Preparation Tips For The Sale Of Your Healthcare Business  

Updated on October 28, 2016

By George DaSilva

One of the few things that is more exciting than building a successful healthcare business is the prospect of its profitable sale. A well-managed and smartly executed exit rewards business owners financially for all the blood, sweat and tears invested over the years. On the other hand, poor planning and inadequate preparation can quickly derail a sale.

Whether you’re planning to sell in the near future — or haven’t given the idea much thought — it’s wise to remain prepared for the possibility.

With that in mind, let’s review some smart preparation tips for healthcare business owners.

Make Sure Your Financial Documentation Is in Order

Any serious buyer will insist on comprehensive and verifiable financial data during the course of a sale. Sellers should be prepared to furnish bank deposits, invoices, monthly statements and other documents that will help a buyer arrive at an appropriate offer. Because of this, business owners should invest enough resources to ensure that in-house accounting practices are effective and up to date.

Have a Firm Grasp of Your Valuation

It’s unfortunate how many business owners lack the market context and informational grounding to make an informed valuation of their own firm. When arriving at a figure, it’s important to go far beyond basic book value (assets minus liabilities). By researching competitors, market share, demographics, transaction comparables and other variables, business owners can maintain a firm grasp on the fair value of their enterprise. This is important, because valuation experts hired by prospective buyers rarely know the intricacies of a business or market the way a seller does.

Know What Buyers Want

Anticipating what buyers are looking for helps secure the best possible price for a healthcare business. One basic example: Buyers are generally far more interested in profitability rather than revenue numbers when reviewing purchase opportunities. Additionally, recent performance (over the last 12-18 months) counts for more than how the business performed in the more distant past. Sellers who can provide buyers with hard, compelling and relevant data — rather than anecdotes or a sales pitch — will earn greater confidence.

Review Current Contracts

Maintaining continuity is one of the core challenges that comes with integrating a new business. That’s why it’s critical to review all existing contracts with customers, suppliers and other third parties before initiating a sale. This helps potential buyers identify any useful relationships they may wish to preserve. Additionally, it’s a good idea to review employment contracts for non-compete provisions and other relevant attributes in the event of a sale.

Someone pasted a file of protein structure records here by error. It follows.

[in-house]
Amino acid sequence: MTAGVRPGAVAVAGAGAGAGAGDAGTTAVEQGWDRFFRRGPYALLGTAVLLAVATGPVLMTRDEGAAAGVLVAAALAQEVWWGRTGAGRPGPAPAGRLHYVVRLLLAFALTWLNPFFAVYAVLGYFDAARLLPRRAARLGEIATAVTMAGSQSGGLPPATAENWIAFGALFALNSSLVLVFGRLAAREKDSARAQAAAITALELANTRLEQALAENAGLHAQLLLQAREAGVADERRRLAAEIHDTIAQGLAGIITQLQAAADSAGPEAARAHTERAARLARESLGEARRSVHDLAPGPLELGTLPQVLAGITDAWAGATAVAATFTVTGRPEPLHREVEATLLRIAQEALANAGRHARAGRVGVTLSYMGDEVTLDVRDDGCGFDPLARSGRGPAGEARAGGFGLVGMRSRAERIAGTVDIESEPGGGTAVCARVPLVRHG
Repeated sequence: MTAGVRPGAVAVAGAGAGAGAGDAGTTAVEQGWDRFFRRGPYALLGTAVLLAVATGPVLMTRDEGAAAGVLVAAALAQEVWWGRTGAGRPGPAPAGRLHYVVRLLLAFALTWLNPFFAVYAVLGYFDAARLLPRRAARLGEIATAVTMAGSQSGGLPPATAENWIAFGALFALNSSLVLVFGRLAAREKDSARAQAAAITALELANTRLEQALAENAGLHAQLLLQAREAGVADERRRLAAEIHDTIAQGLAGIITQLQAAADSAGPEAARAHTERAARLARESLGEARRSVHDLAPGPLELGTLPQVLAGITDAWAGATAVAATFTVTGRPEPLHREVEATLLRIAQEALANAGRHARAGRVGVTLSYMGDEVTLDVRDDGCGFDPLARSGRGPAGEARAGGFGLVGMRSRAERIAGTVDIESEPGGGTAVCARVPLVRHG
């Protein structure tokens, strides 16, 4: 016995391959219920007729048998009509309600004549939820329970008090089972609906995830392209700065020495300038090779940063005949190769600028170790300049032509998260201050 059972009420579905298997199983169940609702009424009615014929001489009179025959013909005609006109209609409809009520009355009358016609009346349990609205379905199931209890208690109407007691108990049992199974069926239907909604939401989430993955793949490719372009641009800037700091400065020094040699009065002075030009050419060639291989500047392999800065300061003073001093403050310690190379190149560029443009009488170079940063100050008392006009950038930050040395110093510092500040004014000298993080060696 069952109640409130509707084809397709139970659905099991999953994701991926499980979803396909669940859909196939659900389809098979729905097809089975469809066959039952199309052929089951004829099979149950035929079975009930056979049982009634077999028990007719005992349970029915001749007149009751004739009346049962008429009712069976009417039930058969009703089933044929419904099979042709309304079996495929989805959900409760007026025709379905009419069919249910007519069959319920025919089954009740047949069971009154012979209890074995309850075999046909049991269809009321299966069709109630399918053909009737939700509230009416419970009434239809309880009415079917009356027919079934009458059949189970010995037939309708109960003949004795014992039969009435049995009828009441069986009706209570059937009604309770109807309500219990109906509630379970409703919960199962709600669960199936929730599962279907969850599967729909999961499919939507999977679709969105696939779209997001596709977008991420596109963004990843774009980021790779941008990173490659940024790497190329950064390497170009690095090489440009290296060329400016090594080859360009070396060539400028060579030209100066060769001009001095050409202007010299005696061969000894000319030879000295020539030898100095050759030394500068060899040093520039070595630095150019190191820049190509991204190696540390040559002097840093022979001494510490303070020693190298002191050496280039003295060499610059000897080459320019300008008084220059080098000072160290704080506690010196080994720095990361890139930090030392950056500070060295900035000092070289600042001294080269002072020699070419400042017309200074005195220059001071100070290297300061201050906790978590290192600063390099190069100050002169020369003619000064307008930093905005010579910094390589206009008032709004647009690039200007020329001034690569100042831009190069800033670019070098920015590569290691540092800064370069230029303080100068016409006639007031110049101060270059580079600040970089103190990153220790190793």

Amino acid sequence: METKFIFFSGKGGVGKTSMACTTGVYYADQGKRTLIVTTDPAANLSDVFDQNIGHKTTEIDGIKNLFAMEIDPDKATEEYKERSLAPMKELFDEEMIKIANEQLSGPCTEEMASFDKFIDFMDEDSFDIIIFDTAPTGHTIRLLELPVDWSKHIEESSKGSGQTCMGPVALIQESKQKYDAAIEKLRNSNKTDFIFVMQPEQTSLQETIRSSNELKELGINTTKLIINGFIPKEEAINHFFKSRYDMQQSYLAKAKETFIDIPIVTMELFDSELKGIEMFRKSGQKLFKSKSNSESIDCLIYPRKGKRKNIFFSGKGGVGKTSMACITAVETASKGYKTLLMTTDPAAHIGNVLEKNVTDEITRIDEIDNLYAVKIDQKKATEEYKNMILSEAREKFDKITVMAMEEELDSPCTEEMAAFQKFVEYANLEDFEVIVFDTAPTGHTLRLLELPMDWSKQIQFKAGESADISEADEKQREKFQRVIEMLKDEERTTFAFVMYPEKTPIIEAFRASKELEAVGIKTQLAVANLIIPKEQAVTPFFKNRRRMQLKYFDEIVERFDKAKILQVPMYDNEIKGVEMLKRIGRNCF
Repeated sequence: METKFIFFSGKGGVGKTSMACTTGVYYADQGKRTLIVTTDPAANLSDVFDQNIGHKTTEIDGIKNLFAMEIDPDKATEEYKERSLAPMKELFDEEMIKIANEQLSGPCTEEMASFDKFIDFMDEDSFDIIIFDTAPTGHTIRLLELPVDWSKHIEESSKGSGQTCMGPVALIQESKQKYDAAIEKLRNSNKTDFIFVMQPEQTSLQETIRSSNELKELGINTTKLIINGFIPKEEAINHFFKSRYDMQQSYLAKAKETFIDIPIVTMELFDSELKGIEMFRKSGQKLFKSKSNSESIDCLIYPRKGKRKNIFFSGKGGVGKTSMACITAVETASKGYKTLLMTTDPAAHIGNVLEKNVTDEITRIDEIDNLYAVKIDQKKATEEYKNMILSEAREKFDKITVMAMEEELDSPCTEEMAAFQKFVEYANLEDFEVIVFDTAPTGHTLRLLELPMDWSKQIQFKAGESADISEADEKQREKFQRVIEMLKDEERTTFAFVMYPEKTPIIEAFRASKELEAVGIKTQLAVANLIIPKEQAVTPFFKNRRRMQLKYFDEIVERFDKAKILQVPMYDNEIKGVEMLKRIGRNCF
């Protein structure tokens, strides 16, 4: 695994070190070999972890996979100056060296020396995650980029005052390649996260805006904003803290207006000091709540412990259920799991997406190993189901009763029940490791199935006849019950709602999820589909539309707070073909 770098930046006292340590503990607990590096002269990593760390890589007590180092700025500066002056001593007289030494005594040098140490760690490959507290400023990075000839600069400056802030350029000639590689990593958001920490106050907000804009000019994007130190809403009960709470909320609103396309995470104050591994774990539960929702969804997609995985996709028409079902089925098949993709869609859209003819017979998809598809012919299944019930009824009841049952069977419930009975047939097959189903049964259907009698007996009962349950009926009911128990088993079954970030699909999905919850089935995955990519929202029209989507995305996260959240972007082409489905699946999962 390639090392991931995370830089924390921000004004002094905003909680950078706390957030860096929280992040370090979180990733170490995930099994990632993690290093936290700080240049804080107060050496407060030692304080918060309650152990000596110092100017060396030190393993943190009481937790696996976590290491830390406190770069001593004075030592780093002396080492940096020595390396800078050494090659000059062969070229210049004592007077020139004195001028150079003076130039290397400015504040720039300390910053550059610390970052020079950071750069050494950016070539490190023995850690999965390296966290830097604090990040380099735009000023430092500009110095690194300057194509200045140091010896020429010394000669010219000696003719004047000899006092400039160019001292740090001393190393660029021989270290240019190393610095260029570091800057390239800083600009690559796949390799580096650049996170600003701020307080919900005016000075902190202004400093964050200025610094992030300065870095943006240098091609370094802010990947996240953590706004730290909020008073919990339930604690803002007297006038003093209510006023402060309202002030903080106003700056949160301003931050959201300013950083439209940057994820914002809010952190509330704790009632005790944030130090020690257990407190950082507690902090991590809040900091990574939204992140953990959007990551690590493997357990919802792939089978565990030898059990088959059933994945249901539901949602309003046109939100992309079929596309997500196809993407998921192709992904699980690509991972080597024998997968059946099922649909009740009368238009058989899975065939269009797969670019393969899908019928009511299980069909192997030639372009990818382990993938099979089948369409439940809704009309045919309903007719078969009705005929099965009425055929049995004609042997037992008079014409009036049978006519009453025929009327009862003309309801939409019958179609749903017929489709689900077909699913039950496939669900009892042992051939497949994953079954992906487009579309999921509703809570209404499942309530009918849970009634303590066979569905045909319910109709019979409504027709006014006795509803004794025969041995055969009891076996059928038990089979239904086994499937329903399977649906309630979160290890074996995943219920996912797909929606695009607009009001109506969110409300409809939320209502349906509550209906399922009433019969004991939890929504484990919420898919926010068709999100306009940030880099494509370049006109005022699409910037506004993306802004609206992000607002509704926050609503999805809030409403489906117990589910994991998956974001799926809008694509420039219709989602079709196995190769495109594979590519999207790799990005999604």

Check Your Leases

Buyers will be interested in the current condition of your leases. This applies to both equipment and real estate. A favorable lease that can be extended may make a business that much more attractive. On the other hand, business owners seeking an exit in the near term should avoid entangling long-term leases, as they are often expensive to terminate early.

Anticipate and Identify Potential Hurdles

Having a sale derailed halfway through due to an unpleasant surprise is an outcome that can devastate both sides. That’s why it’s imperative to identify any trouble areas during pre-sale due diligence. Buyers will appreciate these disclosures upfront, and it saves sellers from having to accept a lower price (or, worst-case scenario, a dead deal) if something negative pops up after papers have been signed.

Healthcare business owners will benefit from always being prepared for the possibility of a sale. By following the advice outlined above, owners can ensure they navigate the process as smoothly — and profitably — as possible when the time comes.

George DaSilva brings to Fleetridge Pacific over 20 years of marketing experience. He directs all of Fleetridge’s marketing, advertising and branding activities. Founded in 2006 as a mergers & acquisitions advisory firm, Fleetridge specializes in the sale of a wide array of companies in the healthcare services arena.

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The Editorial Team at Healthcare Business Today is made up of skilled healthcare writers and experts, led by our managing editor, Daniel Casciato, who has over 25 years of experience in healthcare writing. Since 1998, we have produced compelling and informative content for numerous publications, establishing ourselves as a trusted resource for health and wellness information. We offer readers access to fresh health, medicine, science, and technology developments and the latest in patient news, emphasizing how these developments affect our lives.